Breaking two myths about rebuilding indexes in the Oracle Database

Myth #1: Rebuilding indexes regularly is a good thing to do.

Myth #2: Rebuilding indexes regularly is not a good thing to do.

As with most things “IT”, it depends.

You’ll read over and over that B-tree indexes will perform fine even as rows are deleted from them. I agree that in theory this makes sense, and the vast majority of the time this holds true. In reality though, I have had to deal with severe performance issues where rebuilding indexes fixed things. In these cases no changes had been made to the schemas or database, and they always just “popped up suddenly and out of nowhere.” I would dig down into the queries that were severely degraded and finding nothing obvious, I would try rebuilding the indexes (especially if height was over 4 or deleted leaf nodes was high). In many cases this would result in a sudden return to normal. In all cases, that I recall, it was an OLTP table with heavy inserts and deletes.  I’ve seen this happen from 7.x all the way to 11.x.

If you find that rebuilding saves you significant performance over and over then by all means automate it until you can partition or find another solution to the design. Don’t waste time rebuilding every index you have, just those that need it. How do you know which need it? The ones where it makes a difference – don’t do it purely because of the height or deleted leaf rows.

The data below is just a small snapshot, but it shows log information from the index rebuild log and the cleanup script log. You can see that the performance of the cleanup process is taking a full hour repeatedly and completing anywhere from 2,000 to 100,000 rows. Once the rebuilds start just after 0700 the performance begins to improve to 250,000 and over 350,000 when complete. After that it is regularly completing 50,000 to 70,000 in 5-10 minutes. I also had AWR reports showing that after the rebuilds several key queries on the table were performing in much shorter amounts of time (unfortunately I can’t find that data to share). If I monitor I will see this performance gradually degrade until the next rebuild cycle.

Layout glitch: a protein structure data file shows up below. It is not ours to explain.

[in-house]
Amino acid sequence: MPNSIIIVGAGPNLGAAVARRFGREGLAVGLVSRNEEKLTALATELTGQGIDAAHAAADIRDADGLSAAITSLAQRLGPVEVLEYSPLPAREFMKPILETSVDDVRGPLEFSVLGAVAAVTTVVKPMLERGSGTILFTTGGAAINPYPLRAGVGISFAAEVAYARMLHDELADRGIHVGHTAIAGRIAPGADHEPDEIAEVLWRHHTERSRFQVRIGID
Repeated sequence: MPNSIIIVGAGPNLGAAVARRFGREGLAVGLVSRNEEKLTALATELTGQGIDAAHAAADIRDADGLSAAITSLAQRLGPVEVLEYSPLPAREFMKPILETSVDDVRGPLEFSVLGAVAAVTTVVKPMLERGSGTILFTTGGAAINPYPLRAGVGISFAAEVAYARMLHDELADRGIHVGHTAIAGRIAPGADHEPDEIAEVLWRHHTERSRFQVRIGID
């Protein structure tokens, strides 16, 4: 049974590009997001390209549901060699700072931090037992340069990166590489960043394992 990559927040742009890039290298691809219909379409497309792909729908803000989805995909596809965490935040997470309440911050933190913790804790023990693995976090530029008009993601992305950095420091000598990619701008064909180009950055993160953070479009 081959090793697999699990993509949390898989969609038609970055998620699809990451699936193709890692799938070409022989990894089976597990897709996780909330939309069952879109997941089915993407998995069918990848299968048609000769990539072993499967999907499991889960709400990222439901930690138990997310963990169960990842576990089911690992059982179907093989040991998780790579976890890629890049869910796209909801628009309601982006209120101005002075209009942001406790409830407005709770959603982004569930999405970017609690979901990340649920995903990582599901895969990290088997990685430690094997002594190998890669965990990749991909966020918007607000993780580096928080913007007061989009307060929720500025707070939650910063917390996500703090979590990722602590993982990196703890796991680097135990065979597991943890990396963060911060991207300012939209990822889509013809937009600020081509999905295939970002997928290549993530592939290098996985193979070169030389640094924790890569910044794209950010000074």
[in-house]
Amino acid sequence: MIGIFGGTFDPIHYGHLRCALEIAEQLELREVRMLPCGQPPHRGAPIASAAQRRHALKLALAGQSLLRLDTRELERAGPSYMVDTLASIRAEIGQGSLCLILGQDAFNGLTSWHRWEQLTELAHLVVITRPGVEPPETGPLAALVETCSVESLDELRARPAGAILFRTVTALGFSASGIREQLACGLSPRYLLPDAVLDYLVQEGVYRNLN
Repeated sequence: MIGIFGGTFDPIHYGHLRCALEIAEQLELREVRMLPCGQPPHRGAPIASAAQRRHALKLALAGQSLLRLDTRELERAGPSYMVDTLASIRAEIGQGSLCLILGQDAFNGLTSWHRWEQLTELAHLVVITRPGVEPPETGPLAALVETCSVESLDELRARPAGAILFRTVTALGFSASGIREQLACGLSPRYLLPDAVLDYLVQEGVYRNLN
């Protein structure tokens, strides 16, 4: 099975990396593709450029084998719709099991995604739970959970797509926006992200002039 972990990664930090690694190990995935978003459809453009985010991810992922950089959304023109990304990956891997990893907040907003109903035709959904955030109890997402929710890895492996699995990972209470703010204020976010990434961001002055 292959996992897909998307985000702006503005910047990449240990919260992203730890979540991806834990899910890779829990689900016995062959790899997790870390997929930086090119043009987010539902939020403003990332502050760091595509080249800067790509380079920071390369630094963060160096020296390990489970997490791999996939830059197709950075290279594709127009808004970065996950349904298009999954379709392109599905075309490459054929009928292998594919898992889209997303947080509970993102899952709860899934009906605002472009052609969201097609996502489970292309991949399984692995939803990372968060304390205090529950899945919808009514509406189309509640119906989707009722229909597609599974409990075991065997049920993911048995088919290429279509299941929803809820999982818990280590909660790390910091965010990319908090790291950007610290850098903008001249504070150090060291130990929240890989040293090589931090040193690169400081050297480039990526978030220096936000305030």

Cleanup Log

Status Start End Notes
Success 8/7/2012 19:10 8/7/2012 19:20 A total of 59688 rows were removed.
Success 8/7/2012 17:10 8/7/2012 17:23 A total of 74184 rows were removed.
Success 8/7/2012 15:10 8/7/2012 15:21 A total of 62464 rows were removed.
Success 8/7/2012 13:10 8/7/2012 13:15 A total of 45503 rows were removed.
Success 8/7/2012 11:10 8/7/2012 11:45 A total of 365686 rows were removed.
Warn 8/7/2012 9:10 8/7/2012 10:10 A total of 360000 rows were removed before the Max Run Time was exceeded.
Warn 8/7/2012 7:10 8/7/2012 8:10 A total of 250500 rows were removed before the Max Run Time was exceeded.
Warn 8/7/2012 5:10 8/7/2012 6:10 A total of 137000 rows were removed before the Max Run Time was exceeded.
Warn 8/7/2012 3:10 8/7/2012 4:10 A total of 70500 rows were removed before the Max Run Time was exceeded.
Warn 8/7/2012 1:10 8/7/2012 2:19 A total of 2000 rows were removed before the Max Run Time was exceeded.
Warn 8/6/2012 23:10 8/7/2012 0:22 A total of 3500 rows were removed before the Max Run Time was exceeded.